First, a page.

St Lucia Imposes Visa Requirement on Venezuelans; Waived for Chinese Citizens

L-R: Prime Minister Allen Chastanet, Teo Ah Khing, winner of the Kentucky Derby Justify’s jockey, Mike Smith, and Justify’s trainer, Bob Baffert

By Melanius Alphonse
Caribbean News Now associate editor

Pursuant to Cabinet Conclusion No. 292 of 2018, which decided that Venezuela is a threat to Saint Lucia’s national security and that China should enjoy most favoured economic and political status, the government has imposed a visa requirement for Venezuelans and waived it for Chinese citizens.

Review of Saint Lucia’s visa regime

According to the Cabinet document:

“This review took into account Saint Lucia’s strategic geopolitical, economic and national security interests.

“Cabinet took note of intelligence provided regarding the nature of criminal activities in the country, the nationality of the perpetrators and the necessity of an immediate response.

“In light of the foregoing, Cabinet approved the following:

“1) that visas would be imposed on Venezuelan nationals seeking to enter Saint Lucia to stay or transit;

“2) that the visa requirement would take effect immediately and its duration will be subject to review by Cabinet;

“3) that holders of diplomatic and official passports issued by the Government of Venezuela would be exempted from the visa requirement;”

In relation to China, the Cabinet Conclusion said:

“Cabinet also approved the removal of visa requirement for Chinese nationals seeking to enter Saint Lucia, whether to stay or transit with immediate effect.”

However, on April 5, 2018, a memo from the Department of External Affairs to the Chief Immigration Officer subject: Review of Saint Lucia’s visa regime, said:

“In that regard, the Department informs of the following:

“1. The immediate removal of visa requirement for Chinese nationals seeking to enter Saint Lucia, whether to stay or transit.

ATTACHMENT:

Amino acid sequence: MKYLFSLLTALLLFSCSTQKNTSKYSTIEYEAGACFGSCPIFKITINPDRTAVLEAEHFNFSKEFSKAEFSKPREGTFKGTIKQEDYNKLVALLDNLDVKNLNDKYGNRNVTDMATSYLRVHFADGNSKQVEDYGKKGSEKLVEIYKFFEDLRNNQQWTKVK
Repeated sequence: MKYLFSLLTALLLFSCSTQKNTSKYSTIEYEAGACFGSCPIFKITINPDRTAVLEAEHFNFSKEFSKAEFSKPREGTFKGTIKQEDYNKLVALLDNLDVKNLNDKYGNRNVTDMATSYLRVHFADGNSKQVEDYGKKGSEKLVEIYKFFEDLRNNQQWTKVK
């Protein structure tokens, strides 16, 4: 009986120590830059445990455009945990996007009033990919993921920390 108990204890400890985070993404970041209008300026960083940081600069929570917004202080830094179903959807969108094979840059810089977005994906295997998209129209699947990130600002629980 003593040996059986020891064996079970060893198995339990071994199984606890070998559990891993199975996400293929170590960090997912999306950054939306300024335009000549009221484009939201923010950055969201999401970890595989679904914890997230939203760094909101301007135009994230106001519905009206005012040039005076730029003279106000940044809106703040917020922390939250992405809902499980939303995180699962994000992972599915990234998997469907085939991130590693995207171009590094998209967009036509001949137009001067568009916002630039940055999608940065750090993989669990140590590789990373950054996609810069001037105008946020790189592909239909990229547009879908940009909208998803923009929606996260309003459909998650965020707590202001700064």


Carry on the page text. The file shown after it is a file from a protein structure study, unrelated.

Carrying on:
“2. As it relates to the implementations of visas on Venezuelan nationals seeking to enter Saint Lucia whether to stay or transit, the Department informs that this should be placed on hold until further instructions.”

Meanwhile, at an event held to mark the 207th anniversary of the independence of Venezuela, Barbados Minister in the Ministry of Foreign Trade, Sandra Husbands, said:

“Barbados is aware that the need to create closer hemispheric ties depends largely on the cooperation and collaboration among the countries in the hemisphere.

“To this end, Barbados pledges its ongoing cooperation and consultation with Venezuela on matters of mutual concern with the aim of confronting the challenges that face us individually and as a region.

“Barbados has enjoyed friendly and productive relations since 1969, when diplomatic relations were established.”

The Chinese are coming: Pearl of the Caribbean

At the weekend of November 27, 2016, ground-breaking festivities and ceremony that featured Prince Harry, the Desert Star Holdings (DSH) $2.6-billion project, Pearl of the Caribbean, was said to have “several components, all of which aim to heighten Saint Lucia’s profile as a premier tourism destination. In addition to the racetrack, the Pearl of the Caribbean will also include several boutique resorts, a marina, a casino, shopping and residential areas, such as waterfront villas, situated on 700 acres of undeveloped land” according to its Chairman, Teo Ah Khing.

Foreign policy vulnerability

At the 2018 Kentucky Derby press conference, Ah Khing said: “I have a very special friend here, very close friend of China Horse Club who also happens to be the Prime Minister of Saint Lucia, where we are currently building a race track.”

Chastanet responded: “We’re going to run an international horse race competition in Saint Lucia, we’ll have access to some of the best horses in the world! I am very excited about the announcement of hosting a major international horse race event here on February 10, [2019]. The track itself will be completed by the end of July.”

Also, in the 2018/19 budget address he said: “Redevelopment of Hewanorra International Airport (HIA) will take place in a phased manner using concessional loan financing. We are currently finalizing the loan agreement with the Republic of China (Taiwan) for the US$100 million required. The US$15 million a year in airport tax will be used as security against repayment of the loan.”

Importantly, Saint Lucia has diplomatic relations with Taiwan, not China, the second largest economy in the world; the world’s second largest investor in R&D, spending almost $240 billion last year, or over 20 percent of global R&D spending.

The region’s strategic importance to Washington and now China makes it pertinent to revise priorities, objectives, and capabilities or risk losing it all as bystanders of history.